Which three words would you choose?

FriReunion (17)

Recently the adoption community was rocked by the news that an adoptive mother of many children was killed in a car accident.  It is so hard to process news like this.  That’s when faith has to come in, I guess– faith that the God who knows everything knows better than we do.  But oh, it’s hard to trust that God really does have a good plan for those precious children.

My friend Carrien recently wrestled with a similar issue when friends of theirs died, also in a car accident.  She talked about how a lot of times no matter how hard we try, we can’t change everything we’d like to change in this world, and how futile that can sometimes feel.  When she shared those feelings with her husband, here’s what he said:  “You are a very minor drop in the bucket, just as I am, just as we all are. We have no ability to predict the outcome of our actions, positive or negative. We do what we do, because it is who we are, not because we are changing the world.”

She said that for a long time she’s made choices in life in this way:  “I ask myself who I want to be, and then I act the way that person would act.”

Isn’t that a great thought??  I love it.  It’s taken me years to truly understand that I can’t really change other folks. I can’t solve all the problems I want to solve. But I can work on myself.

Who do I want to be?

My friend Tisha, a fellow adoptive mom, has also been doing some thinking about life-legacy.  When she heard about that adoptive mom who died, who left a tremendous legacy of love to her family, Tisha decided on three words that she most wants to represent her.  She chose brave, reflective, and impactful.  Aren’t those great words? She even asked her children to choose words of their own– you really ought to go read the whole post for a fuller picture of her thoughts about all this.

After reading her words, I just had to choose some words of my own.  I hyphenated to get a bit more in there, but here’s my three.  Joyous. Grace-filled. Giving.

Oh, I want to be all that to the ones around me. What about you? How would you like to be remembered when the time comes for you to leave this world?

“…being confident in this, that He who began a good work in you will carry it on to completion.” Philippians 1:6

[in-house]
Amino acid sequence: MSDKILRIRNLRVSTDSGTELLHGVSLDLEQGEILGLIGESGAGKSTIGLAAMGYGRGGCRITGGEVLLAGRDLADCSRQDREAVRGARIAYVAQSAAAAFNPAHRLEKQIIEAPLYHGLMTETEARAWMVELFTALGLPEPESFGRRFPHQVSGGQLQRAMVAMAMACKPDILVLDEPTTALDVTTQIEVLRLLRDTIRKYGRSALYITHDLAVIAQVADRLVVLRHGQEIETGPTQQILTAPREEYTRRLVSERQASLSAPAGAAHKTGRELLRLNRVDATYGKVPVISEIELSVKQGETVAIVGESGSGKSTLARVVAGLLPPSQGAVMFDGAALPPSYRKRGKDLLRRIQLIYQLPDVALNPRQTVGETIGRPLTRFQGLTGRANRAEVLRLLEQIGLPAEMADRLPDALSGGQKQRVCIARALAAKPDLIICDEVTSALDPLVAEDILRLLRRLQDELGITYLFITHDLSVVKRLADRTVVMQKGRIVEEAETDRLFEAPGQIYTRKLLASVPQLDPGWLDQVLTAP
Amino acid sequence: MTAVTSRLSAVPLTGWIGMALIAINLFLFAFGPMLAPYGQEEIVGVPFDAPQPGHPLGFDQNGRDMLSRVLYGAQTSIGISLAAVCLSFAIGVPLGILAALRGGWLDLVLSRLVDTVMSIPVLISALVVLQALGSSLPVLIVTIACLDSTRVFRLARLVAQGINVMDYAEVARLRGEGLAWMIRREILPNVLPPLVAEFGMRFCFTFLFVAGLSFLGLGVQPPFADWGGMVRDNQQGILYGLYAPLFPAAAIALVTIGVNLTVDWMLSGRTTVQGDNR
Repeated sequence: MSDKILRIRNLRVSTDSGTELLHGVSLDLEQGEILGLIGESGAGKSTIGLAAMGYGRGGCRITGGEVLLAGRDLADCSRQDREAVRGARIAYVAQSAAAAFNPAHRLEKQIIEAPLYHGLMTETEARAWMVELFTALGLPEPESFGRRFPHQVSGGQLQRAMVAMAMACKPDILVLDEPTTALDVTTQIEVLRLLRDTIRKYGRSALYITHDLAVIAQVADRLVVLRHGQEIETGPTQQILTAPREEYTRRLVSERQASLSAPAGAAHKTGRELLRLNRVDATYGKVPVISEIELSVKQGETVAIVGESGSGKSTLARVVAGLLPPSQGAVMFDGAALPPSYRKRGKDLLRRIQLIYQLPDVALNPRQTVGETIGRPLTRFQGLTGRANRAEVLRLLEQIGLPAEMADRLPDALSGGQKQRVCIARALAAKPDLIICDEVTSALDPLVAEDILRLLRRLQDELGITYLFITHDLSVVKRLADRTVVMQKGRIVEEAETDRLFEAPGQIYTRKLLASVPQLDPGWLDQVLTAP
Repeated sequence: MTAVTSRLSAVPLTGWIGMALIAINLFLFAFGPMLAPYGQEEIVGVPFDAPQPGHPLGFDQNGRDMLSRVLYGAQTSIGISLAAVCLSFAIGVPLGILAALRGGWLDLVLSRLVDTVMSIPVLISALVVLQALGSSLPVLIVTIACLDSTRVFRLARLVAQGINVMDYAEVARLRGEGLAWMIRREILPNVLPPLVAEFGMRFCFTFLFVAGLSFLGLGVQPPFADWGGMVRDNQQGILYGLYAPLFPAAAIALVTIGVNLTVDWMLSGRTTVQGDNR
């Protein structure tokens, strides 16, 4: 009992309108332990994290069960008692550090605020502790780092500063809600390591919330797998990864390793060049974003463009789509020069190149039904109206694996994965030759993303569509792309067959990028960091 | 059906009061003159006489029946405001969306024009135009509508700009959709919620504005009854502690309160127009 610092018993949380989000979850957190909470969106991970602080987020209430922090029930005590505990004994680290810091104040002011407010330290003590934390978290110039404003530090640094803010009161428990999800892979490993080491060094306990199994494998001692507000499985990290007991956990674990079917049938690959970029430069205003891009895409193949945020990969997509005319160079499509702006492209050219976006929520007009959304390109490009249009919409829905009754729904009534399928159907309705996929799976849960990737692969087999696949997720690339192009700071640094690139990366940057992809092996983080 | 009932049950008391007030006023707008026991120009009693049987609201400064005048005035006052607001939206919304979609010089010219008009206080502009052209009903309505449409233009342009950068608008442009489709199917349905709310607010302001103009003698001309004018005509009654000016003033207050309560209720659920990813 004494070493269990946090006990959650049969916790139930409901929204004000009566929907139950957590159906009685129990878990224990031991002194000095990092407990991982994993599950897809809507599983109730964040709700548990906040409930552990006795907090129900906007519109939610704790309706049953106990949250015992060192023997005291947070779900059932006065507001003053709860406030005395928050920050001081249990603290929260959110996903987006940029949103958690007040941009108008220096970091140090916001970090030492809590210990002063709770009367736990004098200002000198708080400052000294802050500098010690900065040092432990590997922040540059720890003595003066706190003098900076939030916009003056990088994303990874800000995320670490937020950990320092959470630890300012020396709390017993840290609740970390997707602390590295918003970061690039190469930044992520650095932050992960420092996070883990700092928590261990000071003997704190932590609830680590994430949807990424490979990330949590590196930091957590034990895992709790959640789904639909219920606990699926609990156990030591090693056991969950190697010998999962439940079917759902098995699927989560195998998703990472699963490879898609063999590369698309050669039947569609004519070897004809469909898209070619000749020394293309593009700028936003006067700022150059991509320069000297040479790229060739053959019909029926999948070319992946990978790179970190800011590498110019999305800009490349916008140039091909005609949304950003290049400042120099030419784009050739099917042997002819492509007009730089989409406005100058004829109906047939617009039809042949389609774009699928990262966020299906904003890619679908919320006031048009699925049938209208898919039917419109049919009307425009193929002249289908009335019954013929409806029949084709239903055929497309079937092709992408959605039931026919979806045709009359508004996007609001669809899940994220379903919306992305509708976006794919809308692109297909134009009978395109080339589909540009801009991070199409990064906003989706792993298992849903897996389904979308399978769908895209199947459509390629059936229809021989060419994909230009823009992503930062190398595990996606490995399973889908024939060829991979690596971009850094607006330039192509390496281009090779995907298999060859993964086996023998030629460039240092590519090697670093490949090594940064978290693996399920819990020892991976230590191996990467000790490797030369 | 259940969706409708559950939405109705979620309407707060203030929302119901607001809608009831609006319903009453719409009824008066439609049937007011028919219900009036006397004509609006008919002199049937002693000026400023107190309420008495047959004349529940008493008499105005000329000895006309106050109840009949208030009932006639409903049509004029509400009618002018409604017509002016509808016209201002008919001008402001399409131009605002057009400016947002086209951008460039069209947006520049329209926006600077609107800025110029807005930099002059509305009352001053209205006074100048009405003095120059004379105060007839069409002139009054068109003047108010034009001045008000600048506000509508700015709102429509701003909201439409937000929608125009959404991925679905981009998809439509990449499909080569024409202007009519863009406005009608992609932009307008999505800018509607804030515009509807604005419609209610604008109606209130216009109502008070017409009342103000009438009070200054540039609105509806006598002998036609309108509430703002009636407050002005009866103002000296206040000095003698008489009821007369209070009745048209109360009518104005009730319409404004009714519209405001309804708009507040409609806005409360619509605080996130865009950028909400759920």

{ 9 Comments }

  1. Are you referring to the Marion, IA gal? I know her. I know her family, they belong to the home school department that I have close ties to. “Many children.” Don’t white wash it, she had collected 15, most from Africa.

    Are there any among the “adoption community” as you put it that see this as the terrible situation it really is? That husband now has 15 children, a couple of which are special needs, and no one to stay home with them and raise them, as he has to work. Is there any talk in the “adoption community” about the morality of adopting over a dozen children? Only possible from 3rd world nations where they don’t care about such things. Only possible with the encouragement and financing by Christian organizations. No adoption agency in America would let another child go to a home that already had 14 youngsters. For just this reason, among others.

    Sure she left a legacy of love, the service was standing room only. But that won’t get that family very far, the husband literally can’t even transport all the kids by himself. They’ve all been homeschooled, so none of them have experience with even the simple routines of leaving the house for school, even if the dad could physically get them there. Every one of those children is now stuck in a terrible situation, the eldest are likely going to have to raise the younger kids themselves, probably foregoing the last of their homeschool education to do it, no matter what their transcripts say. What a great thing to do innocent children. Oh…wait.. not really.

    The adoption community, and the Christian groups that funnel money into it, really need to see this tragedy as what it is. Christians playing the savior, and collecting children like they get more grace points for it, nevermind the consequences for the children in question when things like death or illness come along.

    I’ve read your blog for a long time now. This may be my first comment though. Sorry it’s such a negative one. I just …. I can’t talk about this with anyone in town, no one is willing to hear my thoughts. But I have them, and your posts always end with that SPEAK YOUR MIND blurb. So you got it.

    lol the 3 words I’d pick for me, happen to be pretty close to SPEAK YOUR MIND.